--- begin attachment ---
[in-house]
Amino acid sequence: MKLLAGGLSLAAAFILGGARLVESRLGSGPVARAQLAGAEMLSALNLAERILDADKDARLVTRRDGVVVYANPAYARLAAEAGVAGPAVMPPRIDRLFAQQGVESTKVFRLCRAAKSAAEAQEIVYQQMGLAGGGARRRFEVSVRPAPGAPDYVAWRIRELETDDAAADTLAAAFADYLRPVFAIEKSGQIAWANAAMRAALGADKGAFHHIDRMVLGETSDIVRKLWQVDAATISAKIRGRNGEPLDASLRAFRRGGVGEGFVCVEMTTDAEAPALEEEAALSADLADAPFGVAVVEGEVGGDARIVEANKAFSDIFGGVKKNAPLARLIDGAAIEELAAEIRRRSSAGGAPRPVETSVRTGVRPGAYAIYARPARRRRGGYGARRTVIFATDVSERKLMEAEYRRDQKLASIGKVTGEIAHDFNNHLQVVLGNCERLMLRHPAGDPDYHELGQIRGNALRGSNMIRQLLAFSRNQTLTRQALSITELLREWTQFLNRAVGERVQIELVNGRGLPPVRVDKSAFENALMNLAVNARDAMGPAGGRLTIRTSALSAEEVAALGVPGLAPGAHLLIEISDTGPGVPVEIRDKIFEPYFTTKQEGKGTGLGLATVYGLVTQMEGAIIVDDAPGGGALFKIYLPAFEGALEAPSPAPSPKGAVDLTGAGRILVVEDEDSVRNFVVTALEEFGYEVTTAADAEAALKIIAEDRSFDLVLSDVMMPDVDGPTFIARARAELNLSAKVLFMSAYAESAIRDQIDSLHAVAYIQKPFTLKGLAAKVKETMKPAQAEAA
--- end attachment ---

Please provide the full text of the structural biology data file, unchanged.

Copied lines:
[in-house]
Amino acid sequence: MKLLAGGLSLAAAFILGGARLVESRLGSGPVARAQLAGAEMLSALNLAERILDADKDARLVTRRDGVVVYANPAYARLAAEAGVAGPAVMPPRIDRLFAQQGVESTKVFRLCRAAKSAAEAQEIVYQQMGLAGGGARRRFEVSVRPAPGAPDYVAWRIRELETDDAAADTLAAAFADYLRPVFAIEKSGQIAWANAAMRAALGADKGAFHHIDRMVLGETSDIVRKLWQVDAATISAKIRGRNGEPLDASLRAFRRGGVGEGFVCVEMTTDAEAPALEEEAALSADLADAPFGVAVVEGEVGGDARIVEANKAFSDIFGGVKKNAPLARLIDGAAIEELAAEIRRRSSAGGAPRPVETSVRTGVRPGAYAIYARPARRRRGGYGARRTVIFATDVSERKLMEAEYRRDQKLASIGKVTGEIAHDFNNHLQVVLGNCERLMLRHPAGDPDYHELGQIRGNALRGSNMIRQLLAFSRNQTLTRQALSITELLREWTQFLNRAVGERVQIELVNGRGLPPVRVDKSAFENALMNLAVNARDAMGPAGGRLTIRTSALSAEEVAALGVPGLAPGAHLLIEISDTGPGVPVEIRDKIFEPYFTTKQEGKGTGLGLATVYGLVTQMEGAIIVDDAPGGGALFKIYLPAFEGALEAPSPAPSPKGAVDLTGAGRILVVEDEDSVRNFVVTALEEFGYEVTTAADAEAALKIIAEDRSFDLVLSDVMMPDVDGPTFIARARAELNLSAKVLFMSAYAESAIRDQIDSLHAVAYIQKPFTLKGLAAKVKETMKPAQAEAA